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i have learned a great many things from participating in varsity football. it has changed my entire outlook on and attitude toward life. before my freshman year at [high-school], i was shy, had low self-esteem and turned away from seemingly impossible challenges. football has altered all of these qualities. on the first day of freshman practice, the team warmed up with a game of touch football. the players were split up and the game began. however, during the game, i noticed that i didn't run as hard as i could, nor did i try to evade my defender and get open. the fact of the matter is that i really did not want to be thrown the ball. i didn't want to be the one at fault if i dropped the ball and the play didn't succeed. i did not want the responsibility of the team because i was too afraid of making a mistake. that aspect of my character led the first years of my high school life. i refrained from asking questions in class, afraid they might be considered too stupid or dumb by my classmates. all the while, i went to practice and everyday, i went home physically and mentally exhausted.
yet my apprehension prevailed as i continued to fear getting put in the game in case another player was injured. i was still afraid of making mistakes and getting blamed by screaming coaches and angry teammates. sometimes these fears came true. during my sophomore season, my position at backup guard led me to play in the varsity games on many occasions. on such occasions, i often made mistakes. most of the time the mistakes were not significant; they rarely changed the outcome of a play. yet i received a thorough verbal lashing at practice for the mistakes i had made. these occurrences only compounded my fears of playing. however, i did not always make mistakes. sometimes i made great plays, for which i was congratulated. now, as i dawn on my senior year of football and am faced with two starting positions, i feel like a changed person.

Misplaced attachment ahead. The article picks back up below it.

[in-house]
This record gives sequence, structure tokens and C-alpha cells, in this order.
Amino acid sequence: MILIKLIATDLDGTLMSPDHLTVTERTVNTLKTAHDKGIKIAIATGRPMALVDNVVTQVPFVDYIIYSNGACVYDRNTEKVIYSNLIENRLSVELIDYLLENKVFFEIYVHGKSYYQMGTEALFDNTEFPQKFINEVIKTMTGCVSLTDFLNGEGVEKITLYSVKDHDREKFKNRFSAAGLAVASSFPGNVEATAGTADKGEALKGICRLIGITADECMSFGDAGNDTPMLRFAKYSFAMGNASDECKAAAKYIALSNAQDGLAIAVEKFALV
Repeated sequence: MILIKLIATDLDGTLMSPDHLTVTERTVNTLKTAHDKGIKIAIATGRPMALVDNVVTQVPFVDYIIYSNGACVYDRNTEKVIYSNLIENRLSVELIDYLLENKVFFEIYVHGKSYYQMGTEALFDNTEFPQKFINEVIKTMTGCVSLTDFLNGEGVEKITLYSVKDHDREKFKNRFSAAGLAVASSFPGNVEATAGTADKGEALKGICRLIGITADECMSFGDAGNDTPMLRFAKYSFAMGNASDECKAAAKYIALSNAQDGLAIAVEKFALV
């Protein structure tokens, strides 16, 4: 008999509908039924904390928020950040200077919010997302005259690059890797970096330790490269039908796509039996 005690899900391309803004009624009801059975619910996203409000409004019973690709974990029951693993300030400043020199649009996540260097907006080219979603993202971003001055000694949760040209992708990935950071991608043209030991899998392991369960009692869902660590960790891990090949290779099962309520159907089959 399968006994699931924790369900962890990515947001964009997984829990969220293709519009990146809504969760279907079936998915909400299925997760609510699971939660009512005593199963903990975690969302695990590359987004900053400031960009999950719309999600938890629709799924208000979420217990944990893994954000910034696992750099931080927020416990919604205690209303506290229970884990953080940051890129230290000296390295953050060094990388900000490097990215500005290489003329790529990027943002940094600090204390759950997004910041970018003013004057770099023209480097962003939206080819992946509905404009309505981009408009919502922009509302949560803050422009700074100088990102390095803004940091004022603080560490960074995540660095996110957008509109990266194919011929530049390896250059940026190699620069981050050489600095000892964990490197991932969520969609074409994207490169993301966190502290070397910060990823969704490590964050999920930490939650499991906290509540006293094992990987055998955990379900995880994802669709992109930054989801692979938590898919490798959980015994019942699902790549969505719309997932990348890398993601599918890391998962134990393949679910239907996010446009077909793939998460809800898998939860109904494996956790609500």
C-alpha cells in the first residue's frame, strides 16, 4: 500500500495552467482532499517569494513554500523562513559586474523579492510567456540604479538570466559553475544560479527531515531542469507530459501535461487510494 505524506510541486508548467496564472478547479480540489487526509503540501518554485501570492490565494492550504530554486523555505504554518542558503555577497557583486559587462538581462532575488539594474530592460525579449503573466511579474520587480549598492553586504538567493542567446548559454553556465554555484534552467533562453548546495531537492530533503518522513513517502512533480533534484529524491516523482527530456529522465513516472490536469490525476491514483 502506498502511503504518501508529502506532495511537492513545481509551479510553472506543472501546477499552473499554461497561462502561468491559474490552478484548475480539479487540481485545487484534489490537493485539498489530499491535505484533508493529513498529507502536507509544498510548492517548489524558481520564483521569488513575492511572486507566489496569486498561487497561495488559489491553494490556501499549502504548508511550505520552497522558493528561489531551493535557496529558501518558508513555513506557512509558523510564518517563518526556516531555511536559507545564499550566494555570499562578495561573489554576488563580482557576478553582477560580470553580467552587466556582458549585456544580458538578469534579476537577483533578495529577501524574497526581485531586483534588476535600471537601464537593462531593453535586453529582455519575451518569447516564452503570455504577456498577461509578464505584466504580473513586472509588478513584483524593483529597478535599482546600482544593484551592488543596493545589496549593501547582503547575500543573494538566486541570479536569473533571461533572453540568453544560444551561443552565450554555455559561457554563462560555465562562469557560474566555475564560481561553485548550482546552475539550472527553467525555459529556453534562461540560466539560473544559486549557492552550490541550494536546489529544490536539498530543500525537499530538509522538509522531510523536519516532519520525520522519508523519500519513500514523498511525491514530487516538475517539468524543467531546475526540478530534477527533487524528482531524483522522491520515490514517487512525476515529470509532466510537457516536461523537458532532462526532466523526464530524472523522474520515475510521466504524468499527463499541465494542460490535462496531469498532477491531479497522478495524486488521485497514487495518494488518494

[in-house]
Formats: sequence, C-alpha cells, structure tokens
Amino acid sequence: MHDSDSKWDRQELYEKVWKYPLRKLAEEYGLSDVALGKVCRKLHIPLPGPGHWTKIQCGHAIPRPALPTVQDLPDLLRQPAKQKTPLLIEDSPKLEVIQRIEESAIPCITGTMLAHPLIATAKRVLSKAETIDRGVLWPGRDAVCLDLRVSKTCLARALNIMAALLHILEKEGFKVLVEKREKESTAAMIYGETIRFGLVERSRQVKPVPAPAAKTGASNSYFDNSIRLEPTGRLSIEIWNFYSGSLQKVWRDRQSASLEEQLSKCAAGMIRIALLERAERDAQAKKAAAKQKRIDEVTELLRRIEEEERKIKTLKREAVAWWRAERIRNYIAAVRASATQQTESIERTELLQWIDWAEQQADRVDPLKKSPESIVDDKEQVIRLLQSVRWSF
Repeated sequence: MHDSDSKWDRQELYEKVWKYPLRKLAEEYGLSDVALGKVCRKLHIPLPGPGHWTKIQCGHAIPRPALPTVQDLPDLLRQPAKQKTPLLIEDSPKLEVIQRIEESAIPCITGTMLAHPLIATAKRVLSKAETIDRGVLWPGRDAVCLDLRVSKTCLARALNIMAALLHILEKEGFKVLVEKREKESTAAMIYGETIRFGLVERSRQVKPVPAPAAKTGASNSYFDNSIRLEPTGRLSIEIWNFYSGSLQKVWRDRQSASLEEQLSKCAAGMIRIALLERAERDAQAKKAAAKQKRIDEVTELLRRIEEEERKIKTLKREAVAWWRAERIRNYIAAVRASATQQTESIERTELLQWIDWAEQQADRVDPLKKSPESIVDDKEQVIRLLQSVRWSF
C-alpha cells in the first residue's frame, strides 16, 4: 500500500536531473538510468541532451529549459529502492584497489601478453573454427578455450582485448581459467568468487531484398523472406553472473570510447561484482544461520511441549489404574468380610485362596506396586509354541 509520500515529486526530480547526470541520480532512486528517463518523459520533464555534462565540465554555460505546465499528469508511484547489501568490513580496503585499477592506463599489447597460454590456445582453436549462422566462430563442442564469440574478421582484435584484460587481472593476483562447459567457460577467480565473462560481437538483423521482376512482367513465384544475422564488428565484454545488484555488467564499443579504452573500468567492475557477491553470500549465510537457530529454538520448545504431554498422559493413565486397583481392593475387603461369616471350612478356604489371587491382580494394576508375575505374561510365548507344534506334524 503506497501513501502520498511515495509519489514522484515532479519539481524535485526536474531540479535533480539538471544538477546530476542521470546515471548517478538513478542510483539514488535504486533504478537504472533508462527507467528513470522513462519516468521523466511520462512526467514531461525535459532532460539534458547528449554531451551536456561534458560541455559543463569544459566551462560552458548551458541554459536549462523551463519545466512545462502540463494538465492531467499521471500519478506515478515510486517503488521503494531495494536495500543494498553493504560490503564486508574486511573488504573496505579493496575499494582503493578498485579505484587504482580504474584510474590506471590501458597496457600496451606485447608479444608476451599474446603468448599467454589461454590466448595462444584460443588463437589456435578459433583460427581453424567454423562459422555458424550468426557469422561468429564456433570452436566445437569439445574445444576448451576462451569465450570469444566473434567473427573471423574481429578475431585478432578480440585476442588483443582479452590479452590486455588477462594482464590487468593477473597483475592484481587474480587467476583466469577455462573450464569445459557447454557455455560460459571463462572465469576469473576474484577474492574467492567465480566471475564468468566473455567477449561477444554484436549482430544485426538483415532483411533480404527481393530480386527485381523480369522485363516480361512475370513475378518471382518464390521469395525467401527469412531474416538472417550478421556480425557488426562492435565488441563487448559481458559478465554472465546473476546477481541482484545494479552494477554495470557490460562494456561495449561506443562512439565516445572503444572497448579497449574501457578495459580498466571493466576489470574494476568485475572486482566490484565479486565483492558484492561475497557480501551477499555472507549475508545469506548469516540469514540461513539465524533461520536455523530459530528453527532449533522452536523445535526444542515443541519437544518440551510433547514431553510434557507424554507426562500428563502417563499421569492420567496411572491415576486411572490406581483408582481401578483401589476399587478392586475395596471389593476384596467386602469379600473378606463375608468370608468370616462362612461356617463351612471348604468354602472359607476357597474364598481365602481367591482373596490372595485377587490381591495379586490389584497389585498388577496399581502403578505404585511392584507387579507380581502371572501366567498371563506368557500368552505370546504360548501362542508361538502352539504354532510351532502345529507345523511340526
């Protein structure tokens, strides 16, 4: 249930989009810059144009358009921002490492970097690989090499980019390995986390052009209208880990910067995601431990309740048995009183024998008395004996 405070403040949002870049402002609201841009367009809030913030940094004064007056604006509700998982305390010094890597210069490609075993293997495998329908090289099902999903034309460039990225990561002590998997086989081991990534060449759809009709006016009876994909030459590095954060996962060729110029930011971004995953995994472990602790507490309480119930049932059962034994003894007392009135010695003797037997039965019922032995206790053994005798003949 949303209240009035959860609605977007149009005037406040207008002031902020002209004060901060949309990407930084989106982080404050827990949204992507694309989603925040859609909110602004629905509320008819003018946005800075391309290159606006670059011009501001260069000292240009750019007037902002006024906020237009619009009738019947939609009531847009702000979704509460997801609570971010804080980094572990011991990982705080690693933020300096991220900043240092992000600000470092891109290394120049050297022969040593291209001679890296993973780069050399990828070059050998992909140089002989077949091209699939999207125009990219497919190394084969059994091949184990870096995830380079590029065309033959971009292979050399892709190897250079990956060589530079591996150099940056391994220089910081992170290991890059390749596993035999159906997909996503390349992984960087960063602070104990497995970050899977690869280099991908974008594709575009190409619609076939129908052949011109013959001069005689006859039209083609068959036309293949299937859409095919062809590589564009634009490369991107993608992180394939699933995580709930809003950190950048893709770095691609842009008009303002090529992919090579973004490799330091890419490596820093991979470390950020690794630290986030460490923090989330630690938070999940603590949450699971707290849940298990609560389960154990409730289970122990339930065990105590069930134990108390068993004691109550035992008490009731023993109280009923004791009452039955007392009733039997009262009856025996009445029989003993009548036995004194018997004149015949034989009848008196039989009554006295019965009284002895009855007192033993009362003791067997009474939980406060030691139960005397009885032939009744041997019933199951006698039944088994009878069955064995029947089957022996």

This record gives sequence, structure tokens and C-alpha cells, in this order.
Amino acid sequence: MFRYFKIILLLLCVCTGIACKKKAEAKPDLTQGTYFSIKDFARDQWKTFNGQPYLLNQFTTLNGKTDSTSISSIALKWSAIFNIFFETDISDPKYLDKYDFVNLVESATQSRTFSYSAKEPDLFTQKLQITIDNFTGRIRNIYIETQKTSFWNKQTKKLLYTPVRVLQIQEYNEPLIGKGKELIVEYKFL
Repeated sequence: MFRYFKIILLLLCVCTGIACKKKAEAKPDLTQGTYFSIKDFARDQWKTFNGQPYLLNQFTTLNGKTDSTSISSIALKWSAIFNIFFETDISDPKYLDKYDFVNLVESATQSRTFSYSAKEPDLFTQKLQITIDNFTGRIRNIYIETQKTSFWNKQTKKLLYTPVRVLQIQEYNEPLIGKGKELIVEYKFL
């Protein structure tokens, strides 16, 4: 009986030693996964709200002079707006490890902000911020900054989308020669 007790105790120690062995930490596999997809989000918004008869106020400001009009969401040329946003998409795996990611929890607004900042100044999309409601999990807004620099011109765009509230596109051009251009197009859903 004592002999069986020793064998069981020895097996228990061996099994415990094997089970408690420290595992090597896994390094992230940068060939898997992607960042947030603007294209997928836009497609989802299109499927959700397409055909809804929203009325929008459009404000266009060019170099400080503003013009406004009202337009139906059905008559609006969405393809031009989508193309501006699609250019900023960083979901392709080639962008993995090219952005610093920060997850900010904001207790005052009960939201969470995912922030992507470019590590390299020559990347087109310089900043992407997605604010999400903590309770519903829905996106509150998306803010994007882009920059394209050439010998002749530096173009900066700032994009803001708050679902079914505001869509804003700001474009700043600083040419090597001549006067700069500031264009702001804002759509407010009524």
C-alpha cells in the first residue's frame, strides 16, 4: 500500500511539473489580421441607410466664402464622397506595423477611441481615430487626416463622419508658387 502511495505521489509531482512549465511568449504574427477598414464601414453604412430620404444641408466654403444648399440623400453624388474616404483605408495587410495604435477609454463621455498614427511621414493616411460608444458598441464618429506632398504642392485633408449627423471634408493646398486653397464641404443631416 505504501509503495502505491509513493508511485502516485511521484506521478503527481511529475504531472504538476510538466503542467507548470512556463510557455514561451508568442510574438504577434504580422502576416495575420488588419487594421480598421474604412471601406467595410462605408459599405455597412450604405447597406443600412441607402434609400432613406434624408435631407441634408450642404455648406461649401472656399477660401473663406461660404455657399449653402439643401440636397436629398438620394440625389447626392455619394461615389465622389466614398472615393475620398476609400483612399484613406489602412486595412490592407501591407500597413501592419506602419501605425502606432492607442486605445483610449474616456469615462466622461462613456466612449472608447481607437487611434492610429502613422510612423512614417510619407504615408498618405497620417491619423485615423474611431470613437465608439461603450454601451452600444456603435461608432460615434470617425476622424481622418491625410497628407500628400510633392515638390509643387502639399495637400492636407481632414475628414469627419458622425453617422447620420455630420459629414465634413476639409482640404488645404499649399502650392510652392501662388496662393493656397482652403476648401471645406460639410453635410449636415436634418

over the years, playing football has taught me what it takes to succeed. from months of tough practices, i have gained a hard work ethic. from my coaches and fellow teammates, i have learned to work well with others in a group, as it is necessary to cooperate with teammates on the playing field. but most important, i have also gained self-confidence. if i fail, it doesn't matter if they mock or ridicule me; i'll just try again and do it better. i realize that it is necessary to risk failure in order to gain success. the coaches have always said before games that nothing is impossible; i know that now. now, i welcome the challenge. whether i succeed or fail is irrelevant; it is only important that i have tried and tested myself.
the topic of this essay is how the applicant has matured and changed since his freshman year. he focuses on football. one of the strengths of this essay is that it is well organized. the applicant clearly put time into the structure and planning of this essay. he uses the platform of football to discuss and demonstrate his personal growth and development through the high school years. what he could have done better was spend more time describing himself after he made improvements. as it is, he only tells us about his newfound confidence and drive. this essay would have been stronger had he actually shown us, perhaps by including a story or describing an event where his confidence made a difference